Don't neglect the clam chowder at Kelly's. I cannot vouch for all locations, but at the original location in Revere, it's very classic, meaning milky (*not* thick, which is not classic but is practical) and a decent flavor of clam broth. It's not what many tourists would expect from a chowder -- most tourists tend to think that thick and creamy is traditional -- and I am all the more pleased that Kelly's has stuck with tradition over meeting tourist expectations.

                          1. re: Karl S

                            Emphatically agree! I rarely est chowder because it's so fattening, but when I do splurge, it's Kelly's (at the beach).

                        2. See my recs on the New England board.

                          1. I think Maggianos is pretty decent for a chain resturant.

                            1. If the point is to get a taste of regional cuisine from said chain (as opposed to Italian or tacos or what have you), our best-known franchise isn't really lowbrow (though it's casual enough), it's Legal Sea Foods. Kelly's would fit the bill too, I agree. Surprisingly, there really isn't a chowder chain that I can think of.

                              1 Reply
                              1. re: tatamagouche

                                What about the Boston Chowder Co? Addmittedly their chowder tastes like wall paper paste, but still. There's also the New England Soup Factory, which puts out slightly better soups.

                                I also think of Pho Pasteur (Le's) as a pseudo local chain.

                              2. The 99 and Kelly's jump out as well as Friendly's. Legal Seafood is a decent chain, but don't think it fits into your low brow goal.

                                1. If I think of local chains as those places from the past that you'd make a point of visiting if you had moved somewhere else, I get this list:

                                  Brigham's (there's still one on High Street)
                                  Kelly's
                                  Legal Sea Foods

                                  I'm surprised no one mentioned Brigham's yet. Definitely a local chain, and pretty good diner food.

                                  I don't put Friendly's on the list because it's too big a chain. Nothing special about it anymore.

                                  6 Replies
                                  1. re: kbw18

                                    Besides the High Street location, there's still Brighamses in Belmont and in Arlington Heights (maybe some others as well, but those are the two that I frequent.) We go to one or the other in the summer for raspberry lime rickeys, and for the Great American sandwich.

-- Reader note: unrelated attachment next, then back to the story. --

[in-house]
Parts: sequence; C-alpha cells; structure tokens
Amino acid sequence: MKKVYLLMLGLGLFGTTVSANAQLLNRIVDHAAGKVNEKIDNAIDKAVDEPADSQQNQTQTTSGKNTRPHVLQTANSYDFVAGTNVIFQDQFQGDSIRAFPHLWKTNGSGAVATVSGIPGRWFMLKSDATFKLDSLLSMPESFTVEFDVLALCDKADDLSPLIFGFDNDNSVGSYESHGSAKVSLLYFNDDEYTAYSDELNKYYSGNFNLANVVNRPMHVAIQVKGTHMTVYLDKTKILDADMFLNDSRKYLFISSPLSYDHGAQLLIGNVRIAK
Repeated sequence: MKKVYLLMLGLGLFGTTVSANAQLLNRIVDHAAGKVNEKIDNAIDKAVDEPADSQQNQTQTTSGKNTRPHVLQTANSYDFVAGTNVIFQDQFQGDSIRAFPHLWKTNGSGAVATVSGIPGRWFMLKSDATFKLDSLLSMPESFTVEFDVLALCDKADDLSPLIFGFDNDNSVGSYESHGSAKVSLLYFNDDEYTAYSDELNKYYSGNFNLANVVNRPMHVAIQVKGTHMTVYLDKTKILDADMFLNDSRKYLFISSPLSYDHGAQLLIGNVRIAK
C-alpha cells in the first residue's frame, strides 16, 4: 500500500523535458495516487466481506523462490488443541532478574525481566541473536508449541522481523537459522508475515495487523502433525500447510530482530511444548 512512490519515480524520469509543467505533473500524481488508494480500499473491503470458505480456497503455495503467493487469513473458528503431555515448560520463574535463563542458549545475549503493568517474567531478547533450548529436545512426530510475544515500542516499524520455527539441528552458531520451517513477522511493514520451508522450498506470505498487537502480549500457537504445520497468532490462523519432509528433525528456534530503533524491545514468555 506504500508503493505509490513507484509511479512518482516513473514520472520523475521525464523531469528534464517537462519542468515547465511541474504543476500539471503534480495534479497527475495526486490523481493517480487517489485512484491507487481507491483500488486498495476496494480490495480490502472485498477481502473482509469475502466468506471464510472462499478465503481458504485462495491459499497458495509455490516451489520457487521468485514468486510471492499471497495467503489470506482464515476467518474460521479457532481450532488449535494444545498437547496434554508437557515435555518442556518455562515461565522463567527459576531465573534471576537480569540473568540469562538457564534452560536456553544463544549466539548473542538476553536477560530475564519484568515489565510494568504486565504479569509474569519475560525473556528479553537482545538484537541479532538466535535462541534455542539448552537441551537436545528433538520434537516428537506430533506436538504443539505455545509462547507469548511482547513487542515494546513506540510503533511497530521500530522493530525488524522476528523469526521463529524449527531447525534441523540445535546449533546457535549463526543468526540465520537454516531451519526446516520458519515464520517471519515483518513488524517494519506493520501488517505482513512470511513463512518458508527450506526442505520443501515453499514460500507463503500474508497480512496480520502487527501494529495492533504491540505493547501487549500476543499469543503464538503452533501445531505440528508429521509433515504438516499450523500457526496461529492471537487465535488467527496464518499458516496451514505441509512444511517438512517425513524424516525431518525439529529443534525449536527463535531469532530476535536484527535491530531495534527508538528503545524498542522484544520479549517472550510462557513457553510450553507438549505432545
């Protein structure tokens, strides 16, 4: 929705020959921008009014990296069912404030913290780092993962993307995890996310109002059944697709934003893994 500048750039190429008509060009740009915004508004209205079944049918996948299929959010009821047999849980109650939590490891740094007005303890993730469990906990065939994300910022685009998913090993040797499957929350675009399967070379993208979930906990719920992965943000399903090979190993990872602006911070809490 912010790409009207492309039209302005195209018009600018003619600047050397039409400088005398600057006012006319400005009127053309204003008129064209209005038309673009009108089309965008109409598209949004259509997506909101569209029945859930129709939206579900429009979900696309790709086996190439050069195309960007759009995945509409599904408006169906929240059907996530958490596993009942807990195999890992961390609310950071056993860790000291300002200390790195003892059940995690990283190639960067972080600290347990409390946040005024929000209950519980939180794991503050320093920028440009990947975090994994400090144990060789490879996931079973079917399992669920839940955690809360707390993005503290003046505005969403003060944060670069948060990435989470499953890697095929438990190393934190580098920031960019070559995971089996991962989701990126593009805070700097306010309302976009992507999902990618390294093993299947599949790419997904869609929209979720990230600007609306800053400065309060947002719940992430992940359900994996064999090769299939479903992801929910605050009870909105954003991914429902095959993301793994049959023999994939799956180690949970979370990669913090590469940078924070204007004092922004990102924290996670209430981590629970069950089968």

I'm quite fond of their ice cream, too, especially the slightly gritty (in a GOOD way!) chocolate chip. Other good ice cream flavors include the Curse Reversed (fudge & peanuts), the Just Jimmies (fibs - there's also chunks of sugar cone, surprisingly good), and the old-fashioned seasonal flavors such as frozen pudding and Irish coffee.

                                    1. re: Allstonian

                                      The New English/American translation of "jimmies" is "chocolate sprinkles." If you're an ice cream fan you could go to JP licks or Herrell's and have a frappe (New English for "milkshake, but better").

                                      1. re: sailormouth

                                        I believe Brighams invented the word "jimmies" I think if a frappe was in order, the op would want to get a fribble at friendlies as it is more new england chain like then JP licks or Herrells which are newcomers.

                                        I never realized those words were new england only till i went to college in upstate NY. Nobody knew what they were. Another one is "hoodsie". Every kid when i was growing up loved a hoodsie, it never occured to me that not everyone has "hood" products, so wouldnt know what i was talking about!

                                        1. re: hargau

                                          Yeah, but we still want him to be happy with the final product, so I'll stand by Herrell's and JP licks for frappes over Fribbles at Friendlys. Both of JP licks and Herrell's are over twenty-five years old and quintessentially Boston, if not New England, and they're much higher quality.

                                          I always liked the Hoodsie cups with the fudge in the middle.

                                          1. re: sailormouth

                                            Well then if he goes to Herrell's then he should get a mix-in AND a frappe!

                                            1. re: hargau

                                              Oh god, I may have to do that soon, a mix-in washed down with a frappe.

                                  2. With all of it's mall locations, I suppose that Pizzeria Regina qualifies as a chain.

                                    If you go to the original in the North End, you'll get 1 of Boston's best pizzas.

                                    6 Replies
                                    1. re: 9lives

                                      Oh, of course! How did that escape us til now? OP, definitely choose the original Regina over Papa Gino's.

                                      1. re: tatamagouche

                                        It should be noted that, the name notwithstanding, the original Regina is not really a chain. It's unique. The couple of Polcari's branches have pizza closer to (but not as good as) the mother ship's.